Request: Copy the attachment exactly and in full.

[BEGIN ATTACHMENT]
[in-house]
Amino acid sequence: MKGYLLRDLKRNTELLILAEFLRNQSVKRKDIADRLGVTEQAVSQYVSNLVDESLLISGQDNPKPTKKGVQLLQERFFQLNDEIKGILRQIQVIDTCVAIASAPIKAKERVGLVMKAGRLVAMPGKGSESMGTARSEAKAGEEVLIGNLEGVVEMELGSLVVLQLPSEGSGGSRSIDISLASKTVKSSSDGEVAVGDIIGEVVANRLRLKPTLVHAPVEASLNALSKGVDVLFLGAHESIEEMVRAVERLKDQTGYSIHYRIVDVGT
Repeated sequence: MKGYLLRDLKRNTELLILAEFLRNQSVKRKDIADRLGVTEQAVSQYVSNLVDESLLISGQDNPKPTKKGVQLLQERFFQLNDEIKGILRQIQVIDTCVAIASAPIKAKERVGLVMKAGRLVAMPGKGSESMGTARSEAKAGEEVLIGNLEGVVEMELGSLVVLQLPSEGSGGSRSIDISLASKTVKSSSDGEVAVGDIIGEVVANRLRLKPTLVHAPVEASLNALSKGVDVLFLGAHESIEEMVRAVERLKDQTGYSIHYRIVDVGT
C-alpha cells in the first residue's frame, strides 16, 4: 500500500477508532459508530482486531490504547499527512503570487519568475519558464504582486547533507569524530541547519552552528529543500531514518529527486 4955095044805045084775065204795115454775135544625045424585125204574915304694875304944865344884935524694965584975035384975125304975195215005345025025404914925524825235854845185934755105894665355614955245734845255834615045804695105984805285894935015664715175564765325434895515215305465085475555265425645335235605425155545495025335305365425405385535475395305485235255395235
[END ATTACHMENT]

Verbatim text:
[in-house]
Amino acid sequence: MKGYLLRDLKRNTELLILAEFLRNQSVKRKDIADRLGVTEQAVSQYVSNLVDESLLISGQDNPKPTKKGVQLLQERFFQLNDEIKGILRQIQVIDTCVAIASAPIKAKERVGLVMKAGRLVAMPGKGSESMGTARSEAKAGEEVLIGNLEGVVEMELGSLVVLQLPSEGSGGSRSIDISLASKTVKSSSDGEVAVGDIIGEVVANRLRLKPTLVHAPVEASLNALSKGVDVLFLGAHESIEEMVRAVERLKDQTGYSIHYRIVDVGT
Repeated sequence: MKGYLLRDLKRNTELLILAEFLRNQSVKRKDIADRLGVTEQAVSQYVSNLVDESLLISGQDNPKPTKKGVQLLQERFFQLNDEIKGILRQIQVIDTCVAIASAPIKAKERVGLVMKAGRLVAMPGKGSESMGTARSEAKAGEEVLIGNLEGVVEMELGSLVVLQLPSEGSGGSRSIDISLASKTVKSSSDGEVAVGDIIGEVVANRLRLKPTLVHAPVEASLNALSKGVDVLFLGAHESIEEMVRAVERLKDQTGYSIHYRIVDVGT
C-alpha cells in the first residue's frame, strides 16, 4: 500500500477508532459508530482486531490504547499527512503570487519568475519558464504582486547533507569524530541547519552552528529543500531514518529527486 4955095044805045084775065204795115454775135544625045424585125204574915304694875304944865344884935524694965584975035384975125304975195215005345025025404914925524825235854845185934755105894665355614955245734845255834615045804695105984805285894935015664715175564765325434895515215305465085475555265425645335235605425155545495025335305365425405385535475395305485235255395235